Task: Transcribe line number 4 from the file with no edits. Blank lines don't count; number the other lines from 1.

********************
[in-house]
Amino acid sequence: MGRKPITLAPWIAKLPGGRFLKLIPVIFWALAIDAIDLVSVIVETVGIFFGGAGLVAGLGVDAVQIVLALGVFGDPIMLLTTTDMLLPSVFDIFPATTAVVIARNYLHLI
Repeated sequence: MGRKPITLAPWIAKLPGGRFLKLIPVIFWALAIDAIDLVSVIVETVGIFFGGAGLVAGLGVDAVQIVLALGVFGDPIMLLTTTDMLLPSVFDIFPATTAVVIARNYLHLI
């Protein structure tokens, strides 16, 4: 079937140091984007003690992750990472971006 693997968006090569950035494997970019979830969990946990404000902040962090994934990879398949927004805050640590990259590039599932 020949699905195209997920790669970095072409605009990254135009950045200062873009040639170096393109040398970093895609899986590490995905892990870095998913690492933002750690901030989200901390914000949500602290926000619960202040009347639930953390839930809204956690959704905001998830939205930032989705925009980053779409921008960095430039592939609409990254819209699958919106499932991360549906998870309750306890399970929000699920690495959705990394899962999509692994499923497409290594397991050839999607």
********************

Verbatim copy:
């Protein structure tokens, strides 16, 4: 079937140091984007003690992750990472971006 693997968006090569950035494997970019979830969990946990404000902040962090994934990879398949927004805050640590990259590039599932 020949699905195209997920790669970095072409605009990254135009950045200062873009040639170096393109040398970093895609899986590490995905892990870095998913690492933002750690901030989200901390914000949500602290926000619960202040009347639930953390839930809204956690959704905001998830939205930032989705925009980053779409921008960095430039592939609409990254819209699958919106499932991360549906998870309750306890399970929000699920690495959705990394899962999509692994499923497409290594397991050839999607």